skip navigation


Register for Latest Research

Stay Informed
Register with NCJRS to receive NCJRS's biweekly e-newsletter JUSTINFO and additional periodic emails from NCJRS and the NCJRS federal sponsors that highlight the latest research published or sponsored by the Office of Justice Programs.

NCJRS Abstract

The document referenced below is part of the NCJRS Virtual Library collection. To conduct further searches of the collection, visit the Virtual Library. See the Obtain Documents page for direction on how to access resources online, via mail, through interlibrary loans, or in a local library.


NCJ Number: 219241 Find in a Library
Title: Estimation of Age-at-Death for Adult Males Using the Acetabulum, Applied to Four Western European Populations
Journal: Journal of Forensic Sciences  Volume:52  Issue:4  Dated:July 2007  Pages:774-778
Author(s): Carme Rissech Ph.D.; George F. Estabrook Ph.D.; Eugenia Cunha Ph.D.; Assumpcio Malgosa Ph.D.
Date Published: July 2007
Page Count: 5
Type: Report (Study/Research)
Format: Article
Language: English
Country: United States of America
Annotation: This experiment tested a recently published method for estimating adult age from observations of skeletal elements based on the acetabulum (the cup-shaped socket of the hipbone) and Bayesian inference, developed using the Coimbra collection (Portugal).
Abstract: The study found that the observations of the fused acetabulum can be used to make accurate estimates of age for adults of any age in Western European populations, with less accurate estimates when a more distant reference collection is used. These estimations are generally more accurate than those based on observation of other areas of the pelvis formerly used for this purpose. The acetabulum is especially useful because its relevant structure tends to remain well-preserved long after death. Thus, more studies of the acetabulum as an indicator of age at death should be conducted in order to better understand how the acetabulum changes during the aging process in different populations. Males with fused acetabulum were used in this study. The bone materials came from four collections of human skeletal remains from Western Europe. Each specimen's sex, age-at-death, and biological origin were known. The wide range in ages enabled the examination of a broad spectrum of the structural variation of the fused acetabulum through the human life span. Age at death was estimated in four different ways with different collections for test and reference. 2 tables, 7 figures, and 31 references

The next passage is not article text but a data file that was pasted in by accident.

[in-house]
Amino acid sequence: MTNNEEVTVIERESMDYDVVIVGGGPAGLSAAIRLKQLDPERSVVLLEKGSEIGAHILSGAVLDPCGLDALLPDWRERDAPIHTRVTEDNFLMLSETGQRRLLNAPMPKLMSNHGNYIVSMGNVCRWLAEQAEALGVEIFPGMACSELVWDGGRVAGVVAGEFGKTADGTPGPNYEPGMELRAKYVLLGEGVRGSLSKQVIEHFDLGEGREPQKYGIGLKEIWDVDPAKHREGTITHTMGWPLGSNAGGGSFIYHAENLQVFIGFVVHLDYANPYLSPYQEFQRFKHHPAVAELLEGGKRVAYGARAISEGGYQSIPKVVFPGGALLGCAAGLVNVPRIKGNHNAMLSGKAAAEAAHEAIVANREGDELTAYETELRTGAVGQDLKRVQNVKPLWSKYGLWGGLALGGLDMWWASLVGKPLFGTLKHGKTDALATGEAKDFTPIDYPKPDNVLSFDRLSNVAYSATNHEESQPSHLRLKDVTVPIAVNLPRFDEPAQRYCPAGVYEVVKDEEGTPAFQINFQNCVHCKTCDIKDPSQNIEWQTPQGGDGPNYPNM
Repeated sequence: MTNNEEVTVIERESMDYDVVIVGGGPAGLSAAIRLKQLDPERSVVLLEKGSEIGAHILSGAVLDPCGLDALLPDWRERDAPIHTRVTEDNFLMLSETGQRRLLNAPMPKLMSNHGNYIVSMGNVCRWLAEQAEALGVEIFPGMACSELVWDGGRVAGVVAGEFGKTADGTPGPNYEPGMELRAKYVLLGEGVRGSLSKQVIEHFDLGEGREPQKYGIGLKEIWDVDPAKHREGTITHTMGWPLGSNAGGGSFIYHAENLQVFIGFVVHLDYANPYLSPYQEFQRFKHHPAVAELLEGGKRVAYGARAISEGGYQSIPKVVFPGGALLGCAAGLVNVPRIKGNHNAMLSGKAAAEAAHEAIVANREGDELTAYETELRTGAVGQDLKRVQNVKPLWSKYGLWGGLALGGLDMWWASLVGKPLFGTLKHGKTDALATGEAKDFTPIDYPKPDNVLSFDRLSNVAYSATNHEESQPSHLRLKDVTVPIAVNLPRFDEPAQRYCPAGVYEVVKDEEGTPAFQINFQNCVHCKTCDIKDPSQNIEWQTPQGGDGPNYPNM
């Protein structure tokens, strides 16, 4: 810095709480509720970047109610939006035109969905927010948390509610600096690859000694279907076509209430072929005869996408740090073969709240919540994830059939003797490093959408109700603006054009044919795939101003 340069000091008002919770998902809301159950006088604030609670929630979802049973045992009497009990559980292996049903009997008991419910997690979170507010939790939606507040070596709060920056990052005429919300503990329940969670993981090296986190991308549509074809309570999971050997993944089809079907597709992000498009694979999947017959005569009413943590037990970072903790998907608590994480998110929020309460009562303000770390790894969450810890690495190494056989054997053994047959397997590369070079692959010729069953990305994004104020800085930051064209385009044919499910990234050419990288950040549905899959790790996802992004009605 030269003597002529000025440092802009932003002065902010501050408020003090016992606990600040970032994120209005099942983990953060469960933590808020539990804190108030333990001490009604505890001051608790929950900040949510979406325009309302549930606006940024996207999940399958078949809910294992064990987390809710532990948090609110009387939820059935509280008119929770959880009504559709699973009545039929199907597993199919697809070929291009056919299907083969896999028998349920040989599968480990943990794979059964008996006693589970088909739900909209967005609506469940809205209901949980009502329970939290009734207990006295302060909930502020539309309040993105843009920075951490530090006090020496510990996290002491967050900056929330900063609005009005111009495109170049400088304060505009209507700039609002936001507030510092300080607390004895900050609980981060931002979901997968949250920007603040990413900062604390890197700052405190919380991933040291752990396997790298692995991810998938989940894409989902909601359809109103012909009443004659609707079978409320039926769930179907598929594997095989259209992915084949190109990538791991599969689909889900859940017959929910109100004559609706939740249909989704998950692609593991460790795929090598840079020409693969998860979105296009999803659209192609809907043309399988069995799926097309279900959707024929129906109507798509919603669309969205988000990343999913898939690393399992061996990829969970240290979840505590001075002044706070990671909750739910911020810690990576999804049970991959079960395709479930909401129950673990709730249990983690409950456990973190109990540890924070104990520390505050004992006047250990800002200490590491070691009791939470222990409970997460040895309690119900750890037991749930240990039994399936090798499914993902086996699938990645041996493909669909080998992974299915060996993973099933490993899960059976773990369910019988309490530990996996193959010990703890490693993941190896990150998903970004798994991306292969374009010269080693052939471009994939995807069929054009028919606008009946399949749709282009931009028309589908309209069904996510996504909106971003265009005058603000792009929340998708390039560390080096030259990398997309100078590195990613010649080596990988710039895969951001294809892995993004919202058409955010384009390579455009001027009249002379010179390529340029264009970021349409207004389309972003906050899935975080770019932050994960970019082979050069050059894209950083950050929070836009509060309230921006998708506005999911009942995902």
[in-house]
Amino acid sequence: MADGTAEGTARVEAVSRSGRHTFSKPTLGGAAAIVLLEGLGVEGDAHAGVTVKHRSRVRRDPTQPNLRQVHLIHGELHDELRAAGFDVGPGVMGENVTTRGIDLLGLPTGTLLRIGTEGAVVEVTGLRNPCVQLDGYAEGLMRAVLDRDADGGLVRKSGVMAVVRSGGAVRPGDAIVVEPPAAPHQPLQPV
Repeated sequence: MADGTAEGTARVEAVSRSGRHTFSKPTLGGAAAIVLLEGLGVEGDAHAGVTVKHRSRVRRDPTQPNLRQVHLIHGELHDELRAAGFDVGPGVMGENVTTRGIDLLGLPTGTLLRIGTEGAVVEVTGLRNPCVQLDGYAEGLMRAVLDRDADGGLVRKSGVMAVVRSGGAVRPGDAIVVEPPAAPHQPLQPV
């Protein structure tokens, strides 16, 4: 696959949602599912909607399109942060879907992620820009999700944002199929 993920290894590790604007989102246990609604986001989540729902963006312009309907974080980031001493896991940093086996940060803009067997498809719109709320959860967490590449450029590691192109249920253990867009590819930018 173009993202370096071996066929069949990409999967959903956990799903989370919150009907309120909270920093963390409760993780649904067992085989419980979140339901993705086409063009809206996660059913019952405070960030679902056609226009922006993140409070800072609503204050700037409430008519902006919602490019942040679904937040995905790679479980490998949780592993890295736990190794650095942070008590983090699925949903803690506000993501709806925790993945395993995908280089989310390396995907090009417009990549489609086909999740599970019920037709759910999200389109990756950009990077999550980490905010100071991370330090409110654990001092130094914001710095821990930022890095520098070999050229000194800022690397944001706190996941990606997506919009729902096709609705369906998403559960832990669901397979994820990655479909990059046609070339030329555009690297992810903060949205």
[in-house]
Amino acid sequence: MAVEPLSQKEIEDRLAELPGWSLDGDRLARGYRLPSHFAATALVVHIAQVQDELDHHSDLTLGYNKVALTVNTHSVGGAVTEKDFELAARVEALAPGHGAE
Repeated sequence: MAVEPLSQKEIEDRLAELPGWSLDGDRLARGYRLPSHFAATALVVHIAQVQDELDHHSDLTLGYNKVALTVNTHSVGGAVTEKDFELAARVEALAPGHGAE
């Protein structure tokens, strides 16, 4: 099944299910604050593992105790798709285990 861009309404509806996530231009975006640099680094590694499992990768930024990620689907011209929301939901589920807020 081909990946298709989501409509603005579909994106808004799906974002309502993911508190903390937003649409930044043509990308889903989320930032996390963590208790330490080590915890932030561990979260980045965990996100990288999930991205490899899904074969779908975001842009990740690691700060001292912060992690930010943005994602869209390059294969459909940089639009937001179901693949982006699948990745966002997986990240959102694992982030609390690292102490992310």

Main Term(s): Police policies and procedures
Index Term(s): Age determination; Bone analysis; Death investigations; Forensic sciences; Investigative techniques; Male survivors; Western Europe
To cite this abstract, use the following link:

*A link to the full-text document is provided whenever possible. For documents not available online, a link to the publisher's website is provided. Tell us how you use the NCJRS Library and Abstracts Database - send us your feedback.